A section of the exhibition will be dedicated to how some artists from the Islamic world were able to turn the Orientalist gaze back on itself during its height in the 19th and early 20th centuries, reusing and reimagining such imagery for their own ends. The adoption of European artistic styles and technologies – particularly photography – was embraced and promoted by social elites, who like their contemporaries in Paris and London were active participants in the artistic and cultural trends of the period. Highlights of this section include works by pioneering Ottoman photographer Pascal Sébah, and a number of exquisitely decorated portrait medals from the Middle East but heavily influenced by European styles.

What the Makers Think of their Exhibition

Hartwig Fischer, Director of the British Museum, said: “This major exhibition will highlight just how extensive and enduring the cultural exchange between the west and the Islamic world has been. It is an artistic relationship which has endured for five centuries and has influenced an astonishing diversity of material culture. We are grateful to the Islamic Arts Museum Malaysia for collaborating with us on this project and for offering such a generous loan of objects. We also thank Jack Ryan and Standard Chartered Bank for helping make this exhibition possible.”

Olivia Threlkeld, co-curator of the exhibition at the British Museum said: “Orientalism was one of the defining elements of the 19th and 20th centuries, comparable to other ‘isms’ like Surrealism and Impressionism, but it is largely forgotten today outside of academic circles. This will be a rare opportunity in the UK to see these important artworks from southeast Asia’s largest museum dedicated to Islamic art, and to think about Orientalism’s impact on art history and its legacy today.”

Tracey McDermott, Group Head, Corporate Affairs, Brand & Marketing and Group Head, Conduct, Financial Crime and Compliance at Standard Chartered Bank, said “We are extremely proud to be sponsoring Inspired by the east, showcasing how the east and west were, and continue to be, intricately connected.  Standard Chartered Bank has a long standing history in both the Far East and Middle East, and it’s our unique diversity and inclusive culture that makes us who we are; akin to the diverse and international audience the British Museum attracts year on year.”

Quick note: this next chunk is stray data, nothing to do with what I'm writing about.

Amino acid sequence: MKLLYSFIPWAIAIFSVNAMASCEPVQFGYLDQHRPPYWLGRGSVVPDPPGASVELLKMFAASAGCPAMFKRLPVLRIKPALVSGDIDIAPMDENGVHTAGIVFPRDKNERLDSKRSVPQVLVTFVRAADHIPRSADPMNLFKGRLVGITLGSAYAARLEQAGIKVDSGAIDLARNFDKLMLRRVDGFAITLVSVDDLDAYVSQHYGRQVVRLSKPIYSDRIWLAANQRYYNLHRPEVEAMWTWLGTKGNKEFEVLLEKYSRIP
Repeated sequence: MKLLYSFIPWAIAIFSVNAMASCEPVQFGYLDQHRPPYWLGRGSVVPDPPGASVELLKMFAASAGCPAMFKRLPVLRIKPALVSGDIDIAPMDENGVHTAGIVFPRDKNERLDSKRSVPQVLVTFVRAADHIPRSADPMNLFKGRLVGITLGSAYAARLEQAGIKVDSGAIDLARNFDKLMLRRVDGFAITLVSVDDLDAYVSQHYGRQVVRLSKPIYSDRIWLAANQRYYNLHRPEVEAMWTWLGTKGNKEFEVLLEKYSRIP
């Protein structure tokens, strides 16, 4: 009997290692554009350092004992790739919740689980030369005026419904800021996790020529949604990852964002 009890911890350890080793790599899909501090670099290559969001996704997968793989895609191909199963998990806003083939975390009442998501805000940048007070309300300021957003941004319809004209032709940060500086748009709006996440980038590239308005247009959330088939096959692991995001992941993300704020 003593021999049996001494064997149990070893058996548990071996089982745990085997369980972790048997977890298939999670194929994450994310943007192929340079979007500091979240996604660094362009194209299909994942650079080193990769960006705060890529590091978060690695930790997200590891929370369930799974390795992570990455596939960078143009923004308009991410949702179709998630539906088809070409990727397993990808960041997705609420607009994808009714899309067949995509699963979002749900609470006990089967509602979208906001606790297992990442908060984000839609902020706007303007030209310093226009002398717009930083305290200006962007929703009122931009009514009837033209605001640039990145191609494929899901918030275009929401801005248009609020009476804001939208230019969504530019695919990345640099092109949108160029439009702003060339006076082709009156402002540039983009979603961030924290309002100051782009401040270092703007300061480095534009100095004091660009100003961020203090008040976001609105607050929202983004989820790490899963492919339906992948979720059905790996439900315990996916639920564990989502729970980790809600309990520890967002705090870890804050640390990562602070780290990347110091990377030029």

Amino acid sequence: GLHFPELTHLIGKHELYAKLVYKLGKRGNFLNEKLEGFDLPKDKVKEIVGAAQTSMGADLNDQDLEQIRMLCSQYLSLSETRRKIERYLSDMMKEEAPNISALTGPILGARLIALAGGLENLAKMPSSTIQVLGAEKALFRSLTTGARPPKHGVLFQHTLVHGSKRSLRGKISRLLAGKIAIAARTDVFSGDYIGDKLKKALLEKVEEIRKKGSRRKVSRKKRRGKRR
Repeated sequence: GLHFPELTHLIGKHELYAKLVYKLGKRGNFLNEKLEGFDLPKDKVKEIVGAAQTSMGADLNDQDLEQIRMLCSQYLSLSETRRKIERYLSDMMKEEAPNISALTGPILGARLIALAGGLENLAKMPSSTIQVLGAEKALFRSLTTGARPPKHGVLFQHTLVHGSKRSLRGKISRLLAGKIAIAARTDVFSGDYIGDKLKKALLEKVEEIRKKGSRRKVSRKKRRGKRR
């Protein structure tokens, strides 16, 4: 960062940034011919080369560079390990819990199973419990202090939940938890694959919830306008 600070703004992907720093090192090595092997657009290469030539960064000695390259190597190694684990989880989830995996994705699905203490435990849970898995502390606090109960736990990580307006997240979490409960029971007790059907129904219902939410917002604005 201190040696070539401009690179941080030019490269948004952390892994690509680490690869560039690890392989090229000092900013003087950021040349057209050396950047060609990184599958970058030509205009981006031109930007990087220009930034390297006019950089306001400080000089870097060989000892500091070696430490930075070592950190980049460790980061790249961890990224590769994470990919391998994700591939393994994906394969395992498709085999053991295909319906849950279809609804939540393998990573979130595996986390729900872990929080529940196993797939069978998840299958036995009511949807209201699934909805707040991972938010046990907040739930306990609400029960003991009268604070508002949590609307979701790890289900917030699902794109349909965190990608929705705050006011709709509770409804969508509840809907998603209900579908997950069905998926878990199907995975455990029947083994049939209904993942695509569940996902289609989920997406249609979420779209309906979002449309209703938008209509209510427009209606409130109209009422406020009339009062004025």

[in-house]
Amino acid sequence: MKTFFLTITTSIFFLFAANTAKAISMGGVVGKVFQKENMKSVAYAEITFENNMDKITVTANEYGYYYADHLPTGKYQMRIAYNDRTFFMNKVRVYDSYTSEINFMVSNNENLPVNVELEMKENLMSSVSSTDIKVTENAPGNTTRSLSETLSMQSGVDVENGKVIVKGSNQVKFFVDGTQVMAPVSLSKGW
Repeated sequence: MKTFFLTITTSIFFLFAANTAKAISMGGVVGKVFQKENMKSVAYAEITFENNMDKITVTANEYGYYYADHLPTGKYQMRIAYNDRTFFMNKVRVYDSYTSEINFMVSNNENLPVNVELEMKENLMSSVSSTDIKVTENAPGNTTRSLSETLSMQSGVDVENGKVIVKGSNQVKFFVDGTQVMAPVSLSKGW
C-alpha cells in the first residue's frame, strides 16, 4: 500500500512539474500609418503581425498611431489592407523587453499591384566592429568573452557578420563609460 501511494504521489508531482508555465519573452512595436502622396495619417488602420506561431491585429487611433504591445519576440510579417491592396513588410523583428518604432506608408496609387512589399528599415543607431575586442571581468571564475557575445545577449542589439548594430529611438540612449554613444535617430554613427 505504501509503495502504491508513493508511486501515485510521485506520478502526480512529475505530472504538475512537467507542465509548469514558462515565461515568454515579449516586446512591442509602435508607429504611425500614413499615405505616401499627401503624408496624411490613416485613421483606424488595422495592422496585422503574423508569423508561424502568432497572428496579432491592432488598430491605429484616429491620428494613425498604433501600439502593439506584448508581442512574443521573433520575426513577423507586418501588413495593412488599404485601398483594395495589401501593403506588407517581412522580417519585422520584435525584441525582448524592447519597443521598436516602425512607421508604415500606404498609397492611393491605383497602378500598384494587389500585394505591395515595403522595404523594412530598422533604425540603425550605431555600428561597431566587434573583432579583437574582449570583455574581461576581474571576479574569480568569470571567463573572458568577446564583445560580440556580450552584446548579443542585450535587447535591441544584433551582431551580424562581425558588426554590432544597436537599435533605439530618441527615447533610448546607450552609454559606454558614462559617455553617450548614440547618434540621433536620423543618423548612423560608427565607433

After its run at the British Museum, the exhibition will open at the Islamic Arts Museum Malaysia from 20 June – 22 October 2020. It will be accompanied by a fully illustrated catalogue published by the British Museum Press.

“Inspired by the east “follows the opening in October 2018 of The Albukhary Foundation Gallery of the Islamic World at the British Museum which displays the Museum’s world-class Islamic collection to tell a more universal story of Islam in a global context.


For more information about the exhibit, visit the British Museum’s website.

There, you can also find more information about the Albukhary Foundation Gallery of the Islamic World.

CoinsWeekly also reported about the opening of the Albukhary Foundation Gallery of the Islamic World.

If you want to know more about the Islamic Arts Museum Malaysia, visit their website.

Visit the American Numismatic Society’s website to learn more about the origins of portrait medals.

And to find out who Muhammad Shah Qajar was, read this article.